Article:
- Structured reading lists/syllabi another way of measuring impact of work. Dan Cohen did a Syllabus Finder via a Google SOAP API, but it’s frozen in time since Google has killed support for those types of APIs.
To do list if we’re to go forward:
- continue work on ping back/track back
- continue work on providing structured data as embed code for web developers
- persuading institutions to provide persistent URLs for their LD
- convince grants funding agencies to include “use/usability experts” for research teams in order to generate better web structures for cite-ability & increase use of end results of research
- create user interfaces for “citation generation” which put the citation in a universal storage format but generate various display format on the fly (APA, Chicago, etc.) [my comment: need to leverage work already done, since bib databases already provide that, we’ve got it in ePrints]
- create a like button/cite button research widget
UPDATE 06/08/2011 – John Wilbanks has posted his thoughts on the session
Our group got back late from lunch so we missed 1/2 of the session. I attended a session on scaling provenance , led by Bradley Allen from Elsevier Labs. Allen articulated a provenance problem which I’ve heard Anne Gilliland describe for the past 10 years as “pearling.” ex. 50 million articles, generates 100 LD statements and 10 to the 20 provenance statements. Would need 10 to the 12 bytes of disk space to keep the provenance information of the 50 million articles @ 100 bytes per provenance statement.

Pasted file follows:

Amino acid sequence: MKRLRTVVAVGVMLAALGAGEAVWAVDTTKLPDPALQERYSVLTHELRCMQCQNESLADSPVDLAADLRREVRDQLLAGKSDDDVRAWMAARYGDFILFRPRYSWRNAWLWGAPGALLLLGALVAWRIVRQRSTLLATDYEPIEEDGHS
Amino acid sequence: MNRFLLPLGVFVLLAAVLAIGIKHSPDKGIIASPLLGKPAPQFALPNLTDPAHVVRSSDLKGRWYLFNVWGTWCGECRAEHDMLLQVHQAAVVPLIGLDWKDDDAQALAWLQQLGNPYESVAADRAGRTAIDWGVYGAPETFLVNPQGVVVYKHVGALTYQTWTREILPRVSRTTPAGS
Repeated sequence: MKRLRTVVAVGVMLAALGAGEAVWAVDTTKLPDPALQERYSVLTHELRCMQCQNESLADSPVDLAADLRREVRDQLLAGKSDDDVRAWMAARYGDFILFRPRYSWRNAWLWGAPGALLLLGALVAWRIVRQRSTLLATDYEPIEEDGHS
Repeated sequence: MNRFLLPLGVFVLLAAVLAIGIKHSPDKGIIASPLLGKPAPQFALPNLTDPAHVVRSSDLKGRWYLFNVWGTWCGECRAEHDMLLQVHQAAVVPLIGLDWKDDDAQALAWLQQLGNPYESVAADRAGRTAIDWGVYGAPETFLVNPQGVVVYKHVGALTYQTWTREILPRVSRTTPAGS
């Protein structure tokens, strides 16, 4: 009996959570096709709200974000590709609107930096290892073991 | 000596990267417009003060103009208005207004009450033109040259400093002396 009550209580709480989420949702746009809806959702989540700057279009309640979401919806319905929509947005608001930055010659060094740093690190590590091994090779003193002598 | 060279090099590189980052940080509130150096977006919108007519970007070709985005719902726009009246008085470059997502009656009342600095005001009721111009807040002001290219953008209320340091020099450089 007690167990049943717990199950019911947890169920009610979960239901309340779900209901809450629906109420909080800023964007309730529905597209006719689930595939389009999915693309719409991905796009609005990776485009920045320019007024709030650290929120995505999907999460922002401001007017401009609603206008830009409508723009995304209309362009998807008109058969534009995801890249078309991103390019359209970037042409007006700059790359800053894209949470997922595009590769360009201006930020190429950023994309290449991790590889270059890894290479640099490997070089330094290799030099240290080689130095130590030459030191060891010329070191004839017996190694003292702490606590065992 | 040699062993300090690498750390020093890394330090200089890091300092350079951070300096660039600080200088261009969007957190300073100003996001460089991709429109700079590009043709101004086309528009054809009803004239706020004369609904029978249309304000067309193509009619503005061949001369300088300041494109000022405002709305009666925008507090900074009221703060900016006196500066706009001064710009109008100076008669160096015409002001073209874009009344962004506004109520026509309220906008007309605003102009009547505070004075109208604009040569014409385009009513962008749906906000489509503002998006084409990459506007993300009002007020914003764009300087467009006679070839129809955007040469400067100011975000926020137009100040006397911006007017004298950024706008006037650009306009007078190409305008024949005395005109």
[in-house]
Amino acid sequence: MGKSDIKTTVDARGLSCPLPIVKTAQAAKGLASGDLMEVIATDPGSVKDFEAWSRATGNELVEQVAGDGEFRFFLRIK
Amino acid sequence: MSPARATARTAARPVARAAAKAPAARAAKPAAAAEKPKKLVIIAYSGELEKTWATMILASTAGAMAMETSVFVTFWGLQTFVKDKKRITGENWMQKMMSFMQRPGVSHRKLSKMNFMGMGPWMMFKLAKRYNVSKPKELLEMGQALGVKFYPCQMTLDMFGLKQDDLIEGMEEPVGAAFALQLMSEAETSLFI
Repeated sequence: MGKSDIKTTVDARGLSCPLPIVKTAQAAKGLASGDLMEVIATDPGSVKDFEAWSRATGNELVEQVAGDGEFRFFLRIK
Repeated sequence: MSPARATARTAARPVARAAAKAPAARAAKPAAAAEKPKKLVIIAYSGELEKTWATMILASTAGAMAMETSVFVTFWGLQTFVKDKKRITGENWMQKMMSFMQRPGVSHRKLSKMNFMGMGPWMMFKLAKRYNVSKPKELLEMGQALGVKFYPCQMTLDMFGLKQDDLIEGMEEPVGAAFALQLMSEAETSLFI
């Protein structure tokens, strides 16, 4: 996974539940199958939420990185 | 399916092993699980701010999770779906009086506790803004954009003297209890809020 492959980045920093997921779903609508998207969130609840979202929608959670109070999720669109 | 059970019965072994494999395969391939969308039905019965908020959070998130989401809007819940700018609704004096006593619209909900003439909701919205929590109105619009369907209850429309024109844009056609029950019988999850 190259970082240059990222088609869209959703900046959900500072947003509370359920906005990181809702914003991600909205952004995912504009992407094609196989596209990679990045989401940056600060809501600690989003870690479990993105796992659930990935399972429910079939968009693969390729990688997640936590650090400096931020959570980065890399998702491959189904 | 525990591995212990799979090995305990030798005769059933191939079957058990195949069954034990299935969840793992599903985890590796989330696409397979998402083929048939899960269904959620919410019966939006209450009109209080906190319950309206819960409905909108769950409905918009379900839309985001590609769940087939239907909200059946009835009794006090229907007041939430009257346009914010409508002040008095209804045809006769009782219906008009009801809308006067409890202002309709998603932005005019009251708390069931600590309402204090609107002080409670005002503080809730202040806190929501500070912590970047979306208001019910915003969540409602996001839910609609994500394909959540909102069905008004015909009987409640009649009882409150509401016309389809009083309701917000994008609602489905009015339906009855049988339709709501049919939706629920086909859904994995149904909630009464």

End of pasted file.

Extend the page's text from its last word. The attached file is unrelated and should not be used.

We tried to figure out if this was really a linked data problem or if it was a real problem at all (with decline in price of disk storage). What is the impact? has impacts on infrastructure, tools, workflow, and best practice. What does LAM offer by way of solutions?
What is necessary functionality? Need appropriate technology for various use cases (Solr, triple stores, mySQL statements)> Decouple delivery from storage. Account for levels of granularity (document vs. document fragments). Attribution for annotations.